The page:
NBA commissioner seeks to shift message on China with new statement

NBA commissioner seeks to shift message on China with new statement
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NBA Commissioner Adam Silver issued a new statement Tuesday as the sports league battled accusations from lawmakers in both parties that it had bowed to pressure from China in expressing regret over an executive's tweet of support for demonstrators in Hong Kong. 

Silver said he recognized that the league's initial statement had left people "angered, confused or unclear on who we are or what the NBA stands for," and then insisted it would continue to offer support for free expression by players and executives.

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At the same time, Silver made it clear the NBA would not be taking sides in the political dispute over civil rights in Hong Kong. 

"It is inevitable that people around the world — including from America and China — will have different viewpoints over different issues. It is not the role of the NBA to adjudicate those differences," Silver said in the statement.

"However, the NBA will not put itself in a position of regulating what players, employees and team owners say or will not say on these issues. We simply could not operate that way."

The NBA found itself at the center of controversy after Houston Rockets General Manager Daryl Morey tweeted support for pro-democracy protests in Hong Kong. Morey's tweet said, "Fight for freedom. Stand with Hong Kong."

The tweet, later deleted by Morey, sparked anger in China, as several media networks and the Chinese Basketball Association cut ties with the league. Chinese Central Television refused to show a Rockets preseason game.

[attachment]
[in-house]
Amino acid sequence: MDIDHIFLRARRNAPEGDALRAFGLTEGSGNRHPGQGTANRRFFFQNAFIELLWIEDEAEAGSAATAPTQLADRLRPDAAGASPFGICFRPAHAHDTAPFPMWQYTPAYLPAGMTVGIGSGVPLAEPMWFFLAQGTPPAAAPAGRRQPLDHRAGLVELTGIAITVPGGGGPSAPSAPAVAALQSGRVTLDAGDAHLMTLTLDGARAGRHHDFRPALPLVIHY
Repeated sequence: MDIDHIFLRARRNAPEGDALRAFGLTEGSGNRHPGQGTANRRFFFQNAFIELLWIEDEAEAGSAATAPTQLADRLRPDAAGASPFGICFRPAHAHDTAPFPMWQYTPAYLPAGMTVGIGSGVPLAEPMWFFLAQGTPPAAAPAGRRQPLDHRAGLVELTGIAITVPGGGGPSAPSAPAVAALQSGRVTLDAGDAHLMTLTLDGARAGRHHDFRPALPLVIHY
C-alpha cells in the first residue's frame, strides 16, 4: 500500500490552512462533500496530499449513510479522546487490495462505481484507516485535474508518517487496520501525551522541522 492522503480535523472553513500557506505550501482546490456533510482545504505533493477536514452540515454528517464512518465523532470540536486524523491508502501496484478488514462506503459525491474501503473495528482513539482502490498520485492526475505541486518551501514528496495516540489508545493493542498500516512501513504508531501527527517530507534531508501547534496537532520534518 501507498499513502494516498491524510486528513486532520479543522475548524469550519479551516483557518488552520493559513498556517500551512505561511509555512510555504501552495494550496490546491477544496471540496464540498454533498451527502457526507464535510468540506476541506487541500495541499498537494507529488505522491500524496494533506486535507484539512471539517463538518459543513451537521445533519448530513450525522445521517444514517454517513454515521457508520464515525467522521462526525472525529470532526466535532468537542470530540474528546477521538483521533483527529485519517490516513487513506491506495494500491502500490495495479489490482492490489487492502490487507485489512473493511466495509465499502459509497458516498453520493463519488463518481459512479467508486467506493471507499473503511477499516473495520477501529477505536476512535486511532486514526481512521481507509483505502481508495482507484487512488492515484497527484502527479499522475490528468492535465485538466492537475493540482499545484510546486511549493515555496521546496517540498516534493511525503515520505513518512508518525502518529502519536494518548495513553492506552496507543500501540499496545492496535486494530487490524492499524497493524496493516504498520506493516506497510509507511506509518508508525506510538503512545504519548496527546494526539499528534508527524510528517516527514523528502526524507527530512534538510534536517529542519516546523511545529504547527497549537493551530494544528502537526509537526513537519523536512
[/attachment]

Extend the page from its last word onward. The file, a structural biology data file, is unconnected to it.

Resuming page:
Reports that Morey could be disciplined or even fired over the tweets initially circulated, and Silver in a statement expressed regret that people in China had been hurt by Morey's tweet.

That reaction set off a firestorm in Washington, where lawmakers blistered the NBA with criticism.

Democratic presidential candidate and native Texan Beto O'RourkeBeto O'RourkeSuper PAC seeks to spend more than million supporting Yang Krystal Ball rips media for going 'all-in' on Buttigieg's debate performance The Hill's Campaign Report: Biden camp faces new challenges MORE called Silver's response "shameful."

Sen. Ted CruzRafael (Ted) Edward CruzHillicon Valley: GOP lawmakers offer election security measure | FTC Dem worries government is 'captured' by Big Tech | Lawmakers condemn Apple over Hong Kong censorship Lawmakers condemn Apple, Activision Blizzard over censorship of Hong Kong protesters The Hill's Morning Report — Trump's impeachment jeopardy deepens MORE (R-Texas), a known Rockets fan, tweeted, "in pursuit of big $$, the @nba is shamefully retreating. We’re better than this; human rights shouldn’t be for sale & the NBA shouldn’t be assisting Chinese communist censorship." 

In the new statement, Silver insisted the NBA was not just trying to grow its business in China.

"For those who question our motivation, this is about far more than growing our business," Silver said.

He said the NBA had "developed a great affinity" for the people of China and had seen how basketball could deepen ties between the United States and China.

"Values of equality, respect and freedom of expression have long defined the NBA – and will continue to do so. As an American-based basketball league operating globally, among our greatest contributions are these values of the game," he said.

"At the same time, we recognize that our two countries have different political systems and beliefs. And like many global brands, we bring our business to places with different political systems around the world." 

Silver also said sports "can be a unifying force that focuses on what we have in common as human beings rather than our differences."